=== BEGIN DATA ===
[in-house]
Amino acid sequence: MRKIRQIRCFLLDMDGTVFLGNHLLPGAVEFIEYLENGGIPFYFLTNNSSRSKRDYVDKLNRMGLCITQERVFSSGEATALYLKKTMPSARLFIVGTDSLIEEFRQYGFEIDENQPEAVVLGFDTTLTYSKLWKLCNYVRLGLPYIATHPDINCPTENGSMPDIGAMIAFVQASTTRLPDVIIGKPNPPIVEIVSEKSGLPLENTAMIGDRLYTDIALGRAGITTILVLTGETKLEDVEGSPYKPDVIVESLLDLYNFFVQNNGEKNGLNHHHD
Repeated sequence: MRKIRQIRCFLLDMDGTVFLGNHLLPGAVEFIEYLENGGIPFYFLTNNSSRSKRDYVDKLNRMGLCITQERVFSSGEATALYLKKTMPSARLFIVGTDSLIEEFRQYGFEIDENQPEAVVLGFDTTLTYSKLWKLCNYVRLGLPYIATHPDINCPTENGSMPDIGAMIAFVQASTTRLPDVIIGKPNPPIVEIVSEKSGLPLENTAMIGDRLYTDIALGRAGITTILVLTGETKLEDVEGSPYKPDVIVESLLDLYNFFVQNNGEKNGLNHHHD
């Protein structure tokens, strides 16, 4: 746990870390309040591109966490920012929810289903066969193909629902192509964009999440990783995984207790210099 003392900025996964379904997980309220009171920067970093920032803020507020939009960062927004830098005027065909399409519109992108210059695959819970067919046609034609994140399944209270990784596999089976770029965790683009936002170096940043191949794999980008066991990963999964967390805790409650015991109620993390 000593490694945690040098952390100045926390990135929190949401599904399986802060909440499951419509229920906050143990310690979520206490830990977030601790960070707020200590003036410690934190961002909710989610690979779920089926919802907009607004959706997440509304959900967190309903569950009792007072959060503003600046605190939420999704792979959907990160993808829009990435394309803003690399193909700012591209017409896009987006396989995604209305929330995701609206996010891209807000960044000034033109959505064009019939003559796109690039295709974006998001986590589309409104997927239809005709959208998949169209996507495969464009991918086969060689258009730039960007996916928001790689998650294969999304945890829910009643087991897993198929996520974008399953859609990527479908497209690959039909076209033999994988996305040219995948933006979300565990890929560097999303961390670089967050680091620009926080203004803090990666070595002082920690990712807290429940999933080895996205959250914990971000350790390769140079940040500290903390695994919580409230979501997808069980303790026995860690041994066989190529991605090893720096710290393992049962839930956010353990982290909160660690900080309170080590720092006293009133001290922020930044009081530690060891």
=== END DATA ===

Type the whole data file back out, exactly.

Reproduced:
[in-house]
Amino acid sequence: MRKIRQIRCFLLDMDGTVFLGNHLLPGAVEFIEYLENGGIPFYFLTNNSSRSKRDYVDKLNRMGLCITQERVFSSGEATALYLKKTMPSARLFIVGTDSLIEEFRQYGFEIDENQPEAVVLGFDTTLTYSKLWKLCNYVRLGLPYIATHPDINCPTENGSMPDIGAMIAFVQASTTRLPDVIIGKPNPPIVEIVSEKSGLPLENTAMIGDRLYTDIALGRAGITTILVLTGETKLEDVEGSPYKPDVIVESLLDLYNFFVQNNGEKNGLNHHHD
Repeated sequence: MRKIRQIRCFLLDMDGTVFLGNHLLPGAVEFIEYLENGGIPFYFLTNNSSRSKRDYVDKLNRMGLCITQERVFSSGEATALYLKKTMPSARLFIVGTDSLIEEFRQYGFEIDENQPEAVVLGFDTTLTYSKLWKLCNYVRLGLPYIATHPDINCPTENGSMPDIGAMIAFVQASTTRLPDVIIGKPNPPIVEIVSEKSGLPLENTAMIGDRLYTDIALGRAGITTILVLTGETKLEDVEGSPYKPDVIVESLLDLYNFFVQNNGEKNGLNHHHD
């Protein structure tokens, strides 16, 4: 746990870390309040591109966490920012929810289903066969193909629902192509964009999440990783995984207790210099 003392900025996964379904997980309220009171920067970093920032803020507020939009960062927004830098005027065909399409519109992108210059695959819970067919046609034609994140399944209270990784596999089976770029965790683009936002170096940043191949794999980008066991990963999964967390805790409650015991109620993390 000593490694945690040098952390100045926390990135929190949401599904399986802060909440499951419509229920906050143990310690979520206490830990977030601790960070707020200590003036410690934190961002909710989610690979779920089926919802907009607004959706997440509304959900967190309903569950009792007072959060503003600046605190939420999704792979959907990160993808829009990435394309803003690399193909700012591209017409896009987006396989995604209305929330995701609206996010891209807000960044000034033109959505064009019939003559796109690039295709974006998001986590589309409104997927239809005709959208998949169209996507495969464009991918086969060689258009730039960007996916928001790689998650294969999304945890829910009643087991897993198929996520974008399953859609990527479908497209690959039909076209033999994988996305040219995948933006979300565990890929560097999303961390670089967050680091620009926080203004803090990666070595002082920690990712807290429940999933080895996205959250914990971000350790390769140079940040500290903390695994919580409230979501997808069980303790026995860690041994066989190529991605090893720096710290393992049962839930956010353990982290909160660690900080309170080590720092006293009133001290922020930044009081530690060891």